Should we be proud of Samuel Marsden?
Friday 15th February | 1 comment
Although there is no CGP revision homework this half-term, children should take the time to look at some of the areas of maths and literacy they feel they need to work on. Children have already identified these areas and made a note of them at the front of their white work books or in their planners. Please email me (firstname.lastname@example.org) if you would like more guidance on which area of the curriculum your child needs to be revising further.
As well as this, all children have a poem to learn off-by-heart. On Friday 1st March, all Year 6 children will take part in a Poetry Slam competition. We are looking for children speaking audibly, fluently and with great expression. Children also have an individualised spelling list to practise.
In maths this week, we have begun to look at algebra. We started by looking at function machines. Children wrote contextual stories to develop their understanding of what the function machines were actually doing. Children were also encouraged to look for patterns. Below are some of the examples of questions children have been asked to complete.
Later on in the week, children started looking at substituting symbols and letters with numbers to complete formulae. I have been really impressed with the children’s attitude to learning this week; algebra can be a particularly abstract concept but children have used stories as well as familiar visual representations (bar models, number lines) to help them complete the tasks.
In literacy, children have been developing their persuasive writing. To do this, they were asked to consider whether Farsley should be proud of Samuel Marsden. Despite many of the wonderful things he is remembered for (bringing Merino wool to Farsley, working for King George III and being an important Christian missionary to Australia and New Zealand), lots of children in class could not ignore his reputation for extreme severity or the fact he was known as the ‘flogging parson’. Using persuasive sentence starters (without doubt, it is clear that, in my opinion) and cohesive devices (furthermore, in addition to this, as well as doing…), children have produced a piece of writing in an attempt to convince the reader whether Farsley should be proud. What do you think?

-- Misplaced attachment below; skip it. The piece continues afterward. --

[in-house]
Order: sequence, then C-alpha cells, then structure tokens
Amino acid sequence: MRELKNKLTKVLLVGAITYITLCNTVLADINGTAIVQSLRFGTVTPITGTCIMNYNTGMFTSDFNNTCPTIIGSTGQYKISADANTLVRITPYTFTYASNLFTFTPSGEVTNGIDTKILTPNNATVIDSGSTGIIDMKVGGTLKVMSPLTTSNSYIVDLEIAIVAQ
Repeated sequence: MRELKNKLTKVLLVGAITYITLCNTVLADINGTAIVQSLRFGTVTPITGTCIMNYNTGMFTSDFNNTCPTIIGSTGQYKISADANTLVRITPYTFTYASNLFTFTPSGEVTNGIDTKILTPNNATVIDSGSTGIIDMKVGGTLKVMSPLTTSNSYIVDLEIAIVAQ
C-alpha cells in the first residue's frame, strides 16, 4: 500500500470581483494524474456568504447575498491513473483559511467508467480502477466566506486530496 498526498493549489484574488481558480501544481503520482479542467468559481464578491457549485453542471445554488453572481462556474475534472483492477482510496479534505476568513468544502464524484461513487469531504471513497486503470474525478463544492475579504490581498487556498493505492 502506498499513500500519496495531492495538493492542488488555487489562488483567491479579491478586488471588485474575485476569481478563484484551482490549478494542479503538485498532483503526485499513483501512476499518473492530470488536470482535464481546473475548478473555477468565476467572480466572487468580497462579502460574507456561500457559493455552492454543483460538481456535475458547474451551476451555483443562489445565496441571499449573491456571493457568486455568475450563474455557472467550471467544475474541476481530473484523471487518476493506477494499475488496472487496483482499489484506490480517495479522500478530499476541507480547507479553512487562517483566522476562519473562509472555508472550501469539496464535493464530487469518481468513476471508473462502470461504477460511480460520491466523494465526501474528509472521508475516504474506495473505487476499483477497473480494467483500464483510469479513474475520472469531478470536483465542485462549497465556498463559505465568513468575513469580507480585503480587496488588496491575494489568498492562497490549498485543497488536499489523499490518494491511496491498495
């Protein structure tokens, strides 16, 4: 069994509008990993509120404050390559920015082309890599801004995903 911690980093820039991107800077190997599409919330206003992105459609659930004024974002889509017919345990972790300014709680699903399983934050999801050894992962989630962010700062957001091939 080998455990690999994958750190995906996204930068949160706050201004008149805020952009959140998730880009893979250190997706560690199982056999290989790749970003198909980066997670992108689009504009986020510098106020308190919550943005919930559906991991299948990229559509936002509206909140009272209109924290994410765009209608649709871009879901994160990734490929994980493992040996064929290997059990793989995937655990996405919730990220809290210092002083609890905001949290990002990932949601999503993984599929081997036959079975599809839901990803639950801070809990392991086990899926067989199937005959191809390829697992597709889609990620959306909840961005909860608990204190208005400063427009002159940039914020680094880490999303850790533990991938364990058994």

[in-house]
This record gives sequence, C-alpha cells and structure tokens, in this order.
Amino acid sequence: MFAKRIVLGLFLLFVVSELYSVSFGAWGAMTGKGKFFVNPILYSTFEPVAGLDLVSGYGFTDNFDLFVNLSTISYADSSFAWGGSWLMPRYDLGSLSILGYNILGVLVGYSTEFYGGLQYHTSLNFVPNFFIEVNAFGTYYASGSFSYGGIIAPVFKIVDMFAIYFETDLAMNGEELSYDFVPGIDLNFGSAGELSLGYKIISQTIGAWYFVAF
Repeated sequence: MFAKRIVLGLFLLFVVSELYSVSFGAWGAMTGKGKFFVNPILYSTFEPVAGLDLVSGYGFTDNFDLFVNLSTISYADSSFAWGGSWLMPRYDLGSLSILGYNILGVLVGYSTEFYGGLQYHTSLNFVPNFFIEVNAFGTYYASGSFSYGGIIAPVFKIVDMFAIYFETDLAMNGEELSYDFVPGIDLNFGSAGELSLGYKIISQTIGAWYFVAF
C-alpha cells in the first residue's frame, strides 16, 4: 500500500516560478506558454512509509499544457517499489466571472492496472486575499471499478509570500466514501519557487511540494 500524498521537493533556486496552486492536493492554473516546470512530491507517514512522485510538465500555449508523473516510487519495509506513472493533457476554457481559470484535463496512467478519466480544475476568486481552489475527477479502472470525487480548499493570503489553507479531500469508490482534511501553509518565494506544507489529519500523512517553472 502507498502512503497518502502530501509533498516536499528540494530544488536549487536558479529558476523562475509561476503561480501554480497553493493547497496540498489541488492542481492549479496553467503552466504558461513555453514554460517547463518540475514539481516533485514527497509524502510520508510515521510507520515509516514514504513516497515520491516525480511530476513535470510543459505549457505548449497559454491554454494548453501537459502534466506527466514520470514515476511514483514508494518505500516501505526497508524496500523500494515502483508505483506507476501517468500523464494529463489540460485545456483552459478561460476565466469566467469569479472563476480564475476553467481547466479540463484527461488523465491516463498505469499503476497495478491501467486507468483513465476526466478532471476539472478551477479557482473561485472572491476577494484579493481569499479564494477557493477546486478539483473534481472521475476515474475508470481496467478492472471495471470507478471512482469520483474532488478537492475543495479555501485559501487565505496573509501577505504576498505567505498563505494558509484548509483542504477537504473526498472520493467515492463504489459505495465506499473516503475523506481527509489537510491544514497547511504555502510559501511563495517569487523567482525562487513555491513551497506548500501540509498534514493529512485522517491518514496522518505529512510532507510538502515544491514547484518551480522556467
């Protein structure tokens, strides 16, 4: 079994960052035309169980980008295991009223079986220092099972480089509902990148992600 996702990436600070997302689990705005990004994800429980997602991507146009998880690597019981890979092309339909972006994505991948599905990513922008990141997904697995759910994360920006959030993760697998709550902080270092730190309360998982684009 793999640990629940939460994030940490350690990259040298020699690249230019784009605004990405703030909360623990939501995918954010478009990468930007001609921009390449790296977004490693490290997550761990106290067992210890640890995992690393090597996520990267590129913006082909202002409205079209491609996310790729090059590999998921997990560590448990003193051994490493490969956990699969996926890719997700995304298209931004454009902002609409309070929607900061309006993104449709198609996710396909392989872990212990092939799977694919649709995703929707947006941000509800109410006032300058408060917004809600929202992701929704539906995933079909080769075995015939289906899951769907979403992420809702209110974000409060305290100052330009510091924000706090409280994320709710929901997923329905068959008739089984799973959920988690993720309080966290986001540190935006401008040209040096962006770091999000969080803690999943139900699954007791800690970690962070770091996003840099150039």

In reading, children have looked at author choice questions. In RE, we looked at the importance of the bible to Christianity and were fascinated that there are common people to three main religions: Christianity, Judaism and Islam. In PE, children finished off their module this half-term. I’ve been teaching tag-rugby and have been really impressed with the skill and energy levels of all children; we have the makings of a very good tag-rugby team!
Have a very restful week off. We shall see you soon!